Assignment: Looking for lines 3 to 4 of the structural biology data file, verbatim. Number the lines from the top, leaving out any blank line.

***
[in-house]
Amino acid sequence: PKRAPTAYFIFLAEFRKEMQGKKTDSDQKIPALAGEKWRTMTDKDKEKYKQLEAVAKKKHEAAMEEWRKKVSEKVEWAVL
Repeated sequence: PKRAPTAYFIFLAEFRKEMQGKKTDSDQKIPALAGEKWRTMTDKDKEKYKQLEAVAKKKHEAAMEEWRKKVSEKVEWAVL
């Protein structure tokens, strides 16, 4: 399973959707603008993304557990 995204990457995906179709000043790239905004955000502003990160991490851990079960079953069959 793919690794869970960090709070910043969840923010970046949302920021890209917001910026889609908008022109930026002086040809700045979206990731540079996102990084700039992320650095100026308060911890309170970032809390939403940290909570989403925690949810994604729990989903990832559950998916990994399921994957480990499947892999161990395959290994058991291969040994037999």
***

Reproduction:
Repeated sequence: PKRAPTAYFIFLAEFRKEMQGKKTDSDQKIPALAGEKWRTMTDKDKEKYKQLEAVAKKKHEAAMEEWRKKVSEKVEWAVL
């Protein structure tokens, strides 16, 4: 399973959707603008993304557990 995204990457995906179709000043790239905004955000502003990160991490851990079960079953069959 793919690794869970960090709070910043969840923010970046949302920021890209917001910026889609908008022109930026002086040809700045979206990731540079996102990084700039992320650095100026308060911890309170970032809390939403940290909570989403925690949810994604729990989903990832559950998916990994399921994957480990499947892999161990395959290994058991291969040994037999």